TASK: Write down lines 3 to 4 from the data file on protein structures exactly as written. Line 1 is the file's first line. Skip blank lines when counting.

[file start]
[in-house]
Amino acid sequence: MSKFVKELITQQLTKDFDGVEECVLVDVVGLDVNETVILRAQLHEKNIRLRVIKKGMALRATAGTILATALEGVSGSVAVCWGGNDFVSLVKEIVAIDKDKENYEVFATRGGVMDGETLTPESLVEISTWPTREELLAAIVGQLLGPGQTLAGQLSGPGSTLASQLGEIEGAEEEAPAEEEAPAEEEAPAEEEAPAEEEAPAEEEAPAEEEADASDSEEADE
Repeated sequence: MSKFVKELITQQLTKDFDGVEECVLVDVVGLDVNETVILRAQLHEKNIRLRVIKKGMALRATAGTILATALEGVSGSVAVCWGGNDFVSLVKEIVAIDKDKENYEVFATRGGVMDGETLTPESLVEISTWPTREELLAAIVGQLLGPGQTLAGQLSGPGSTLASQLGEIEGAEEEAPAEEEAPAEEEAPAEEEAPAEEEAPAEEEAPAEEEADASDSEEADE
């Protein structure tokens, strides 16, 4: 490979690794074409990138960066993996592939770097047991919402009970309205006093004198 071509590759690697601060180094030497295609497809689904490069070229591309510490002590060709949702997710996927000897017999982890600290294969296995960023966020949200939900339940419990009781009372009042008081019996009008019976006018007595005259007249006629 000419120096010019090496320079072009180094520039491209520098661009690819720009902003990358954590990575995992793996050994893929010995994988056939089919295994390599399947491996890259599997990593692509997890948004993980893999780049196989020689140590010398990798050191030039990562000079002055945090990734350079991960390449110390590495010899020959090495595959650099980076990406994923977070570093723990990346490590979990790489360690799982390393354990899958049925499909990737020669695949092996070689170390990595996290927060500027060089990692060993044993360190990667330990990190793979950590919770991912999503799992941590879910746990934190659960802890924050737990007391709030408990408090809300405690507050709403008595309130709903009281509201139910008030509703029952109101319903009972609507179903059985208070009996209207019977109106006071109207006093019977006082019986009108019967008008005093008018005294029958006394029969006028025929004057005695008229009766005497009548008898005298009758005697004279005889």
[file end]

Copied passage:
Repeated sequence: MSKFVKELITQQLTKDFDGVEECVLVDVVGLDVNETVILRAQLHEKNIRLRVIKKGMALRATAGTILATALEGVSGSVAVCWGGNDFVSLVKEIVAIDKDKENYEVFATRGGVMDGETLTPESLVEISTWPTREELLAAIVGQLLGPGQTLAGQLSGPGSTLASQLGEIEGAEEEAPAEEEAPAEEEAPAEEEAPAEEEAPAEEEAPAEEEADASDSEEADE
């Protein structure tokens, strides 16, 4: 490979690794074409990138960066993996592939770097047991919402009970309205006093004198 071509590759690697601060180094030497295609497809689904490069070229591309510490002590060709949702997710996927000897017999982890600290294969296995960023966020949200939900339940419990009781009372009042008081019996009008019976006018007595005259007249006629 000419120096010019090496320079072009180094520039491209520098661009690819720009902003990358954590990575995992793996050994893929010995994988056939089919295994390599399947491996890259599997990593692509997890948004993980893999780049196989020689140590010398990798050191030039990562000079002055945090990734350079991960390449110390590495010899020959090495595959650099980076990406994923977070570093723990990346490590979990790489360690799982390393354990899958049925499909990737020669695949092996070689170390990595996290927060500027060089990692060993044993360190990667330990990190793979950590919770991912999503799992941590879910746990934190659960802890924050737990007391709030408990408090809300405690507050709403008595309130709903009281509201139910008030509703029952109101319903009972609507179903059985208070009996209207019977109106006071109207006093019977006082019986009108019967008008005093008018005294029958006394029969006028025929004057005695008229009766005497009548008898005298009758005697004279005889």